Oh Seay, Can You See It?
The Kingfisher home of territorial governor A.J. Seay
If you thought that Oklahoma’s only governor’s mansion is on Lincoln Boulevard, you’d be wrong. Kingfisher has a dog in that fight. It’s the home of Oklahoma Territorial Gov. Abraham Jefferson Seay, Oklahoma’s second or third governor, depending on how you count.
With passage of the Oklahoma Organic Act in 1890, the beginning of formal government in the Territory was established. President Benjamin Harrison appointed George Steele to the position of governor, Robert Martin as territorial secretary and, among other appointments, A.J. Seay as a justice of the Territorial Supreme Court.
The designated territorial capital was Guthrie, but the fight was on to determine the location of the eventual state capital. Guthrie, Oklahoma City and Kingfisher all were jockeying for that honor.
Steele managed to irritate all sides of the newly elected legislature and resigned in frustration before his term was up. Martin served as acting governor in the interim.
Neither of the two men had built permanent housing. When Seay learned he would be appointed to the position, he began building a three-story mansion he named “Horizon Hill” on 15 acres of land just outside of Kingfisher. Harrison made the appointment official and Seay’s term began on Feb. 2, 1892.
The mansion, which Seay occupied until 1901, is now part of the Chisholm Trail Museum complex in Kingfisher. Very few items in the home are original to his tenure, but, based on a few old photos and the recollections of descendants, the house has been outfitted in appropriate period style.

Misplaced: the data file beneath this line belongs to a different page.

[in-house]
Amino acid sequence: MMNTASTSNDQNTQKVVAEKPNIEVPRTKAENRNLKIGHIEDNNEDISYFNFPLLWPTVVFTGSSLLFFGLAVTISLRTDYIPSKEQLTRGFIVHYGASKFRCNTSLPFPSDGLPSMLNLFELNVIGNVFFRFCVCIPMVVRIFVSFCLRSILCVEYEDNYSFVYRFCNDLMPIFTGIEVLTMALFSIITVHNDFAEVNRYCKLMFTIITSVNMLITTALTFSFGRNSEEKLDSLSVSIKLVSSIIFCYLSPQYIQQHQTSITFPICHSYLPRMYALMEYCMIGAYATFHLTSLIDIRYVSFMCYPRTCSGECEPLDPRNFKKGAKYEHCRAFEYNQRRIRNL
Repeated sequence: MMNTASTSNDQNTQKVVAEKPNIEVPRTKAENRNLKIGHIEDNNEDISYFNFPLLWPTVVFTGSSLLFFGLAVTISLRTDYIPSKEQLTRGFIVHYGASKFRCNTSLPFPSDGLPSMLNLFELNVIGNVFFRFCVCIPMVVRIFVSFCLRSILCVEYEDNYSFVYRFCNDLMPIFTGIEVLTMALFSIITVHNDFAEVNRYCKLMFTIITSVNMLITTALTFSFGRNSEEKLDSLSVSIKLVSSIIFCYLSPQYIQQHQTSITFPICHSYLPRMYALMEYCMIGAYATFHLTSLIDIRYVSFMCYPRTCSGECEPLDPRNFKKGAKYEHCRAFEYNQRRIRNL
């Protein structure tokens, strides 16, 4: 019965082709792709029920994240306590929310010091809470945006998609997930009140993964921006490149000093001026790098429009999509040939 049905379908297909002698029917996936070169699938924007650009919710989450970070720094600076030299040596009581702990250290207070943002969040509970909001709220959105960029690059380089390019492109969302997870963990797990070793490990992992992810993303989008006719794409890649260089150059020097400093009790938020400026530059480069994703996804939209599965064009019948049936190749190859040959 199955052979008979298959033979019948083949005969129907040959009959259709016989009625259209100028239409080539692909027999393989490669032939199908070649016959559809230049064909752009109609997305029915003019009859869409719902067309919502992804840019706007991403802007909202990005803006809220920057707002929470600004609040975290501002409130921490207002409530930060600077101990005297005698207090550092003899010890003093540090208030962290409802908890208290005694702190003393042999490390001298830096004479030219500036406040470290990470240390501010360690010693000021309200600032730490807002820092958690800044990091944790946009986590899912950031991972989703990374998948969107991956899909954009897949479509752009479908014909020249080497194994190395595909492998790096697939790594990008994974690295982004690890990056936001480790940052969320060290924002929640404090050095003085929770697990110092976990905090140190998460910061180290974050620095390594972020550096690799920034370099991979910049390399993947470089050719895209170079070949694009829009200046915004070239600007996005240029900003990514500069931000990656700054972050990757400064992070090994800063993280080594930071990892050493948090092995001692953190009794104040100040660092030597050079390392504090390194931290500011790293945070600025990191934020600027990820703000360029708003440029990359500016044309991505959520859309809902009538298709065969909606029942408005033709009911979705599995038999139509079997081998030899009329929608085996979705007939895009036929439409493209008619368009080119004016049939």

Visitors enter through the back door. First floor rooms include a front and back parlor, study, dining room and kitchen. The front parlor was used for formal entertaining and contains several Seay pieces – a rose velvet settee, a fainting couch, a small music cabinet that was possibly a gift from the governor’s brother and a couple of paintings by family members.
In the study across the hall is the governor’s official chair and several other pieces of office furniture. On his bookcase stands a photo of Seay taken when he served as a Union soldier during the Civil War.
Seay never married, but his widowed sister Isabella lived with him and served as his hostess. Her upstairs room has large windows with lace curtains, as she described in a letter she wrote.
Only the governor’s washstand/commode is original in his bedroom, but the red carpet reflects a reminiscence of one of his nephews, “ … elegant red carpeting and big furnishings.” Red was apparently a favorite color of the governor.
The Victorian Shingle-style structure features large porches and a dome-topped turret. The mansion as a whole falls short of the elegance one would expect in such a building, but, considering the times and the location, it was very impressive. And while the road to statehood took the Capitol to OKC, the former home of the territory’s governor remains a worthy Kingfisher destination.
► Touring the Past
The Chisholm Trail Museum and Governor’s Mansion are located at 605 Zellars Ave. in Kingfisher. Hours are 10 a.m. to 5 p.m. Monday – Saturday. Admission is $5 for adults, $4 for children.